Inthis principle, all design products are assumed to go through adefined series of processes before the final product is successfullyachieved. There are typically four main stages in the developmentcycle such as requirements, design, process development and finaltesting (Butler et al, 2010). In this case, all products’ progressmust undergo in a sequential manner all these processes before afinal product is created or achieved. For this reason, it isimportant for an individual to understand and effectively apply thesepractices in every stage. This activity allows individuals to fullymaximize on their product probability before achieving a successfulproduct creation (Parks, 2014).

(Butleret al, 2010)

  1. The principle of entry point

Theprinciple of entry point may be for attention or physical independing on a particular design. This principle implies that theinitial impression of an environment or a system greatly influencessubsequent attitudes or perceptions of individuals (Hanington et al,2012). Such perceptions or attitudes go ahead and heavily influencesubsequent interactions particularly, its quality. It is important tonote that such kinds of impressions are normally created or formed atthe entry points of a certain environment or system (Hanington et al,2012).

Agood example is when one is searching to enter a certain internetsite. Normally, the individual will have to go through a slow loadingprocess of a particular screen. This is then followed by another slowloading process of the main page to that particular site.Subsequently, the user is then forced to go through a series ofpop-up windows ads. In this case, that particular site may or may notturn out to be helpful with the information needed by the user. Thisessentially means that that particular site may deter or annoy thatindividual in the long run. When this happens, additionalinteractions in that particular site are affected heavily in anegative way. For this reason, the principle of entry entails a pointof entry bearing minimum barriers, progressive lures and points ofprospects all for an entry to be deemed good (Hanington, et al,2012).

Summary

Principleof depth processing involves the fact that information that analyzeddeeply is better understood and thus recalled. This applies to my dayto day learning experience. The principle of depth by committeeinvolves those processes based on consensus building as far asdecision making is concerned. This principle applies to myorganizational projects where I am required to participate. Theprinciple of desire by line typically refers using paths or tracespreviously used in creating a new design of redesigning processes.This particular principle is applicable when I am working on previousprojects that may have been incomplete. The principle of developmentcycle constitutes all those four basic stages that are essential inattaining a successful product from processes. This principle hasbeen applied in many projects undertaken either personal ororganizational. The principle of entry points entails creating anentry point with minimum barriers which may increase userinteractions.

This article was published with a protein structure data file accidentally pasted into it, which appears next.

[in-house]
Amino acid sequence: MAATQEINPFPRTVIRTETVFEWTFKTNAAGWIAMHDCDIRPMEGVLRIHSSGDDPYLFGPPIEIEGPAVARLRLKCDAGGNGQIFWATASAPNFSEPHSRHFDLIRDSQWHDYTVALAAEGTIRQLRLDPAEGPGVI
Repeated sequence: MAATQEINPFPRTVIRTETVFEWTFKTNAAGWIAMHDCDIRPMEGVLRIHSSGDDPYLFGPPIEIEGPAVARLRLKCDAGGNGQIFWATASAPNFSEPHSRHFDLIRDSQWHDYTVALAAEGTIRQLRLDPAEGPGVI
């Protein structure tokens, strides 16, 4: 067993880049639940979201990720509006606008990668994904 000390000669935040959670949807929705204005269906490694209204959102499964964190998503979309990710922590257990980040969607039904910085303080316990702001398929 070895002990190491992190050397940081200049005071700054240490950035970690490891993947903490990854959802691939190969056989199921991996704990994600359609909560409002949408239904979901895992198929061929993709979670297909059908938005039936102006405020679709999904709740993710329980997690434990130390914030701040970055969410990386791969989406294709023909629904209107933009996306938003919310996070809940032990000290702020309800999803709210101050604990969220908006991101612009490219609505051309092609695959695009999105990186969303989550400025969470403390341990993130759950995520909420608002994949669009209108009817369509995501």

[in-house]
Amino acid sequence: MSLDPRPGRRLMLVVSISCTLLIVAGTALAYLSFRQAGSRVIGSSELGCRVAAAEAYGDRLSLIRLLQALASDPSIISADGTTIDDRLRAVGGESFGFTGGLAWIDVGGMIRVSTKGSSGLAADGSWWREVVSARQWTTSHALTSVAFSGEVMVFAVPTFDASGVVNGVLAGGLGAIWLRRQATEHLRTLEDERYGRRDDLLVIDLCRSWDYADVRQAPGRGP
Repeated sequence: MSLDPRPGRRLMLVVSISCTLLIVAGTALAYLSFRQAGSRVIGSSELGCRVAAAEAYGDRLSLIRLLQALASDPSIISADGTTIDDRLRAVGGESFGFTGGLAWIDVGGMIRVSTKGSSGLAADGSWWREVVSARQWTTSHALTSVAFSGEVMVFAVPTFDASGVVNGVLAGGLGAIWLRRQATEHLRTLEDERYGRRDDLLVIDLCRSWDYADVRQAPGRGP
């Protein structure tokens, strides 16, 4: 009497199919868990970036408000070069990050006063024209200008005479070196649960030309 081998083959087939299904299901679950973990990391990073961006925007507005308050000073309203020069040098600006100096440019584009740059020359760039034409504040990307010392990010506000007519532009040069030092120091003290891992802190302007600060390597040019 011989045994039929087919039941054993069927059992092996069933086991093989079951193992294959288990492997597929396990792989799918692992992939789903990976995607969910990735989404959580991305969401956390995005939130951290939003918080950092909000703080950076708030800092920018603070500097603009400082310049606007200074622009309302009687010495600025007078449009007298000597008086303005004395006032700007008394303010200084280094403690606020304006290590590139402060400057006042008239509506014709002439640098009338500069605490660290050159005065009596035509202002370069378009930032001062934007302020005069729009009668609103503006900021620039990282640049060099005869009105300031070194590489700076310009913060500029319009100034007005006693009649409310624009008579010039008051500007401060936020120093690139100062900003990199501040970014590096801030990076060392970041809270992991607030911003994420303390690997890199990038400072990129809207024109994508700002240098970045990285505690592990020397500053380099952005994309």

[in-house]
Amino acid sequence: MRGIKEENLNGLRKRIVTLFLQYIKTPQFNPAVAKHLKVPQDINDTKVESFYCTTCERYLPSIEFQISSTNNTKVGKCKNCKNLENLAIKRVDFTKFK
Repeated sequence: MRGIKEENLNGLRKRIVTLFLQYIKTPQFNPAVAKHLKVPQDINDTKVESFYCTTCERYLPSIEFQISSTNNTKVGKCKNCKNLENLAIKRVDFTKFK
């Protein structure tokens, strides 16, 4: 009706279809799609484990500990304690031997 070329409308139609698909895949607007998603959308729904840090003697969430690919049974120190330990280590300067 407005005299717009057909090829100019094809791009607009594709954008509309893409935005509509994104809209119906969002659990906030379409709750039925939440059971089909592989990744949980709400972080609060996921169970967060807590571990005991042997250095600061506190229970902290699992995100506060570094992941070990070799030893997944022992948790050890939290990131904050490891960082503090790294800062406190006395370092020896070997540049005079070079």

References

ButlerJ., Holden K., Lidwell W. (2010) Universal. Revised and Updated: 125 Ways To EnhanceUsability and Innovation.Beverly. RockPort Publishers.

ButlerJ., Holden K., Lidwell W. (2003) Universal: 100 Ways To Enhance Usability and Innovation.Beverly. RockPort Publishers.

HaningtonB., Hanington M. B., Martin B. (2012). Universal Methods of Design:100 Ways to Research Complex Problems. Beverly. Rockport Publishers.

LidwellW. (2015). The Pocket Universal Principles of Design. Beverly.Rockport Publishing.

ParksA. J. (2014) Universal Principles of Art: 100 Key Concepts. Beverly.Rockport Publishing.